You’ve heard it countless times: Americans aren’t saving enough money for retirement.
How prepared are you? If any of these seven habits strike a chord, it may be time to reevaluate your retirement savings plan:
Putting off savings until tomorrow
Retirement might seem too far off to start considering, especially if you're in your 20s, but some experts say that if millennials don't change their rocky savings habits, they will miss the retirement boat completely.
The earlier you start, the better, yet many young people are not harnessing the power of compound interest.
To get a general idea of how big your nest egg should be by now, check out this handy retirement savings checkpoint guide from JPMorgan.
Prioritising your kid's education over your own retirement
Obviously, your child's education is important, but 'your number one priority -- even if you have a family -- still has to be retirement,' certified financial planner Michael Egan told Business Insider.
Many financial experts put it simply: You can take out loans for college, but they don't offer loans for retirement.
Think long term, Egan advises; if you don't set aside enough money for your own retirement, your child may have to support you in the future, which could end up being more expensive in the long run than student loans would be.
Relying solely on your 401(k)
'With the grim outlook on the future of Social Security and pension plans becoming a thing of history, relying on your employer's retirement plan to fund your golden years may just not be enough anymore,' explains investment analyst Thomas Walsh on MainStreet. 'Contributing to an employer plan such as a 401(k) is a great start for retirement saving, but the more you can save for the future, the better.'
Consider contributing money towards a Roth IRA or traditional IRA, research low-cost index funds -- which Warren Buffett recommends -- and look into the online investment platforms known as 'robo-advisers.'
Tapping into your savings to cover unexpected expenses
'Whatever you think you're going to need, you're going to need more,' certified financial planners Gary Plessl and Kevin Houser told Business Insider. 'There are always going to be things that pop up, and there are always going to be surprises.'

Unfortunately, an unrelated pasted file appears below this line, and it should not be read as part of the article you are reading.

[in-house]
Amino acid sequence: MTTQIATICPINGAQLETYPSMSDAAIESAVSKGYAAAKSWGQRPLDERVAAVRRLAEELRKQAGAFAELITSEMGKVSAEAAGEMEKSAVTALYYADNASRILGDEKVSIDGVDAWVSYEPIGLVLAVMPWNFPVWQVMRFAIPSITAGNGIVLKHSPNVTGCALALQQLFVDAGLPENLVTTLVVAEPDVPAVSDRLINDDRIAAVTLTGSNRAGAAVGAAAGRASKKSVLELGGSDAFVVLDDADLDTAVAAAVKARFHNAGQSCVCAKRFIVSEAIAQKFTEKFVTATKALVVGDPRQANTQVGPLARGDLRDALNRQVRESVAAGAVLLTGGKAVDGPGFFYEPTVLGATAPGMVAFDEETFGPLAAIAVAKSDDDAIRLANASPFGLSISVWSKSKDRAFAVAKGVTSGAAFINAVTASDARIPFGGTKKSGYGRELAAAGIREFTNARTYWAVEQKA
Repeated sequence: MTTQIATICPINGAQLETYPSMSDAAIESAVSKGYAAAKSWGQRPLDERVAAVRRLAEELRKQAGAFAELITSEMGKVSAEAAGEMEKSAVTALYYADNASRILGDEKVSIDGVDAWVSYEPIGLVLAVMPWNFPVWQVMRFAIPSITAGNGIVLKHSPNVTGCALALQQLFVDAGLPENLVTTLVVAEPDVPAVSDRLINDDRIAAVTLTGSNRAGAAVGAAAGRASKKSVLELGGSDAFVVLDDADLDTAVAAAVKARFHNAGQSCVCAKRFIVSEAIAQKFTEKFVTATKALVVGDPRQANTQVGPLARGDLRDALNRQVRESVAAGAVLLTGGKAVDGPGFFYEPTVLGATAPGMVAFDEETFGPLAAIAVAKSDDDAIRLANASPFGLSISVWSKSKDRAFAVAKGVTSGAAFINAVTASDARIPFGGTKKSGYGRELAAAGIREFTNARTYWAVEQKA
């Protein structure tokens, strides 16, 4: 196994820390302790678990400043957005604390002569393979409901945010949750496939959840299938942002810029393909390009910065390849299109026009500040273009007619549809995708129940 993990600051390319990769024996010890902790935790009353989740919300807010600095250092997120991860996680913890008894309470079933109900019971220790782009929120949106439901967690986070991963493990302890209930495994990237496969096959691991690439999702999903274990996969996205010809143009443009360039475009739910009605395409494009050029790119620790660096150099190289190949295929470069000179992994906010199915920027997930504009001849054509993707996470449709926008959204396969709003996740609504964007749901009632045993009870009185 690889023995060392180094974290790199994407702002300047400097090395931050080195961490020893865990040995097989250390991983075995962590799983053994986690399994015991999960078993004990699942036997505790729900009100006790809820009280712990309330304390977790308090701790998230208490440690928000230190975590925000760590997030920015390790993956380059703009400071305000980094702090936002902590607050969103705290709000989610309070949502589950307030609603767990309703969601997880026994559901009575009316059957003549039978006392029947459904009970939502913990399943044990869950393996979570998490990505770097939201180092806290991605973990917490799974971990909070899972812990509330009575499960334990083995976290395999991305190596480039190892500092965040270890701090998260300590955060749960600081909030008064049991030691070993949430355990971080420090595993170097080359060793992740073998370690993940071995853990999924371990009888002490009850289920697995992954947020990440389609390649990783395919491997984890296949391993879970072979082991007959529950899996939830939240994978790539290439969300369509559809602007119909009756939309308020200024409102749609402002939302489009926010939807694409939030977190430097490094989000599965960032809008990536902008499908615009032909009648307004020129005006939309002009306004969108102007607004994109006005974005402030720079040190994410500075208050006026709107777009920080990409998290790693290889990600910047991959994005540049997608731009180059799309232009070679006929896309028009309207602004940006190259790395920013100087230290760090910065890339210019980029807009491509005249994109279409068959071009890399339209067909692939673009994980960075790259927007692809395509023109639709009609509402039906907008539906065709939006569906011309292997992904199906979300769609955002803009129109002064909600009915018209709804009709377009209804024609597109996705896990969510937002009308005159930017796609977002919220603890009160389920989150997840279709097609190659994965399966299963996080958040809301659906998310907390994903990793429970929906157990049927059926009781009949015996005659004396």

One of the biggest wild cards when it comes to expenses is dental care, they explain: 'It's something that not too many people think about, and without dental insurance, you could end up with a $3,000 t0 $5,000 surprise dental expense.'
But pulling money out of your retirement savings to cover a non-retirement cost is doubly damagin: You lose the money from your savings, and you decrease the amount of money earning interest, meaning you'll have even less than you withdrew when it comes time to retire.
This is why it's so important to have an established emergency fund.
Living above your means
If you're an overspender lucky enough to avoid taking on debt, you're most likely living paycheck to paycheck -- and that makes it nearly impossible to plan and set aside money for retirement.
You also can't assume you'll be earning more in the future in order to justify overspending in the present moment.
'Savings first should be your mentality,' said Egan. 'Save for retirement first, and spend with whatever is left over. What people typically do is the opposite of that, thinking, 'I've got to buy this, this, and this, and whatever's left, I'll save.' Pay your future first, and make sure your present is secure.'
Not establishing specific goals
Without pinpointing a target retirement age and how much you'll need to retire by then, you can never set up a savings plan that will get you there.
It's equally important to have a clear lifestyle goal -- by envisioning your future lifestyle, you'll be able to create financial goals that will allow you to fulfil that lifestyle. If you plan on travelling a lot, for example, you'll likely need to save more money. How much you plan to gift to family members or charity will also affect how much you need to save.
Putting aside some money and hoping you'll have enough by the time retirement rolls around just won't cut it.
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